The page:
- Let \(s(t)=\frac{25}{t^2}-\frac{5}{t}\) be the position function of a body moving on a coordinate line, with \(s\) in meters and \(t\) in seconds. (b) Find the body’s displacement and average velocity for the time interval \(1\leq t\leq 5.\) (c) Find the body’s speed and acceleration at the endpoints of the time interval \(1\leq t\leq 5.\) When, if ever, during the time interval \(1\leq t\leq 5\) does the body change direction?

**Exercise 1.44 **

- Let \(s(t)=\frac{25}{t+5}\) be the position function of a body moving on a coordinate line, with \(s\) in meters and \(t\) in seconds. (b) Find the body’s displacement and average velocity for the time interval \(-4\leq t\leq 0.\) (c) Find the body’s speed and acceleration at the endpoints of the time interval \(-4\leq t\leq 0.\) When, if ever, during the time interval \(-4\leq t\leq 0\) does the body change direction?

**Exercise 1.45 **If an arrow is shot upward on the moon with a velocity of \(58 m/s,\) its height in meters after \(t\) seconds is given by \(h=58t-0.83t^2.\) (a) Find the velocity of the arrow after \(1 s.\) (b) Find the velocity of the arrow when \(t=a.\) (c) When will the arrow hit the moon? (d) With what velocity will the arrow hit the moon?

**Exercise 1.46 **If a cylindrical tank holds \(100,000\) gallons of water, which takes \(1 h\) to drain from the bottom of the tank, then Torricelli’s Law given the volume \(V\) of water remaining in the tank after \(t\) minutes as \[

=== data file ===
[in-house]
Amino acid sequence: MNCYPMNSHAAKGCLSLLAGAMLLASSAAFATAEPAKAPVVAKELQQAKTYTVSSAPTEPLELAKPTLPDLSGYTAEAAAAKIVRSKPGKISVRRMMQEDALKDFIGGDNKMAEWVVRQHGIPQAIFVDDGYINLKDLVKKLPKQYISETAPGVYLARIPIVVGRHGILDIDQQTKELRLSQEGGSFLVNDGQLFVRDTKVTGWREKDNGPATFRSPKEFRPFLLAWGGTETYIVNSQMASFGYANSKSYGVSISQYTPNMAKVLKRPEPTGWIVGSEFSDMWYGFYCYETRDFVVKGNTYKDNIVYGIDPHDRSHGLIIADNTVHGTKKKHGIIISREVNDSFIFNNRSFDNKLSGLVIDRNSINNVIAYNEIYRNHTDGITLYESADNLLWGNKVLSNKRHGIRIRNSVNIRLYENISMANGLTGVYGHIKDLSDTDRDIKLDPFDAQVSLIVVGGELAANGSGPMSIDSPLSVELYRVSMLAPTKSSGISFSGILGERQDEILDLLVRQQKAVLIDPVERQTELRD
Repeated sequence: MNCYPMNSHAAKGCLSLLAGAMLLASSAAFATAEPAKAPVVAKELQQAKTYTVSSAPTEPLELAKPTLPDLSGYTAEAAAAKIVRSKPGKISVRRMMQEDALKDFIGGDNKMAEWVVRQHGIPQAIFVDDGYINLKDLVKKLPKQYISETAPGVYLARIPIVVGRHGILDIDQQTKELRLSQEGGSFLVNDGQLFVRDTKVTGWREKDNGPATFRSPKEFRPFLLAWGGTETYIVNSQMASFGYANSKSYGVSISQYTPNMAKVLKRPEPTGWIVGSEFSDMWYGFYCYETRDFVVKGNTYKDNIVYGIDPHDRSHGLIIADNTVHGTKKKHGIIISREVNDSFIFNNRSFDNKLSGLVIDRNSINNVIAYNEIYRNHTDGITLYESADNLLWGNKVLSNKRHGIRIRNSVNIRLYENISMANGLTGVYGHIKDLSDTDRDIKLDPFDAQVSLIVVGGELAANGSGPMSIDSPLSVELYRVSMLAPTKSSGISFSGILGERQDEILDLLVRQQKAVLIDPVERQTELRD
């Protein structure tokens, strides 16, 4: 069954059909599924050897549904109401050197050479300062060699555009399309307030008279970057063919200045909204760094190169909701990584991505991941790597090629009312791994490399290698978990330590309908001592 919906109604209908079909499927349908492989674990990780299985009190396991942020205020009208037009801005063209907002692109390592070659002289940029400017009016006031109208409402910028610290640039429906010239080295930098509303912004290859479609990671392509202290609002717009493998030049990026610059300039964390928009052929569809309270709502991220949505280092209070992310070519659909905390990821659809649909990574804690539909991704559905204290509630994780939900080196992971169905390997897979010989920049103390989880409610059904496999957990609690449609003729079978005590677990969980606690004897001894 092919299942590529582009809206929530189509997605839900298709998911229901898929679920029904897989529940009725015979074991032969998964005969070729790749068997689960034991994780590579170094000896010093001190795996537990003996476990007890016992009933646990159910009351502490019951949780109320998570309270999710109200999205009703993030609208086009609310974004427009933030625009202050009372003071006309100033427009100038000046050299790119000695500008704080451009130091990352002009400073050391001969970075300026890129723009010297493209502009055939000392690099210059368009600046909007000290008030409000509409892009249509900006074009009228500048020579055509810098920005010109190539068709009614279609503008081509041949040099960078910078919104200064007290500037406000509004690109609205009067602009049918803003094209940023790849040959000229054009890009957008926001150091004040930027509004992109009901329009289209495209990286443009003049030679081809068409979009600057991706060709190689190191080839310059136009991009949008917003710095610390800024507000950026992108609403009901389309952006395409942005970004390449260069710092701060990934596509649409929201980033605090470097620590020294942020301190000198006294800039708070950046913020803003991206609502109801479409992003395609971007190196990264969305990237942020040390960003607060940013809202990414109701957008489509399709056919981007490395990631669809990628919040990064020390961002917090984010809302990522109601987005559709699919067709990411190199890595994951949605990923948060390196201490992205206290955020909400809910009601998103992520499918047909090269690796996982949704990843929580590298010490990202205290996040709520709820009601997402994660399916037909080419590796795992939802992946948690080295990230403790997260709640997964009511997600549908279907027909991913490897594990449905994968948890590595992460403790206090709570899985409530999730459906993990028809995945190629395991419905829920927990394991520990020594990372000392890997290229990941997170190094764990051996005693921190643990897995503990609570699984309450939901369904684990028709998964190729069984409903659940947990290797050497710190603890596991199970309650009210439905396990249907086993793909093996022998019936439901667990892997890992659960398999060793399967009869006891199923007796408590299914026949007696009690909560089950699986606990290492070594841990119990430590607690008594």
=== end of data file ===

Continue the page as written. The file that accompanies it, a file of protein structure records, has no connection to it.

V(t)=100,000\left(1-\frac{t}{60}\right)^2, \qquad 0\leq t\leq 60.
\]

Find the rate at which the water is flowing out of the tank after 20 minutes.

**Exercise 1.47 **Verify that the average over the time interval \(\left[t_0-\Delta t,t_0+\Delta t\right]\) is the same as the instantaneous velocity at \(t=t_0\) for the position function \(s(t)=\frac{-1}{2}a t^2+c.\)

**Exercise 1.48 **Let \(s(t)=t^2-3t+2\) be the position function of a body moving on a coordinate line, with \(s\) in meters and \(t\) in seconds. (a) Find the body’s displacement and average velocity for the time interval \(0\leq t\leq 2.\) (b) Find the body’s speed and acceleration at the endpoints of the time interval \(0\leq t\leq 2.\) (c) When, if ever, during the time interval \(0\leq t\leq 2\) does the body change direction?

**Exercise 1.49 **At time \(t\) the position of a body moving along the \(s\) -axis is \(s=t^3-6t^2-9t m.\) (a) Find the body’s acceleration each time the velocity is zero. (b) Find the body’s speed each time the acceleration is zero. (c) Find the total distance traveled by the body from \(t=0\) to \(t=2.\)

**Exercise 1.50 **A rock is thrown vertically upward from the surface of the moon at a velocity of 24 m/se (about 86 km/h) reaches a height of \(s=24t-0.8t^2\) meters in \(t\) sec. (a) Find the rock’s velocity and acceleration at time \(t.\) (b) How long does it take the rock to reach its highest point? (c) How high does the rock go? (d) How long does it take the rock to reach half its maximum height?

**Exercise 1.51 **Had Galileo dropped a cannonball from the Tower of Pisa, 179 ft above the ground, the ball’s height above the ground \(t\) sec into the fall would have been \(s=179-16t^2.\) (a) What would have been the ball’s velocity, speed, and acceleration at time \(t?\) (b) About how long would it have taken the ball to hit the ground? (c) What would have been the balls velocity at the moment of impact?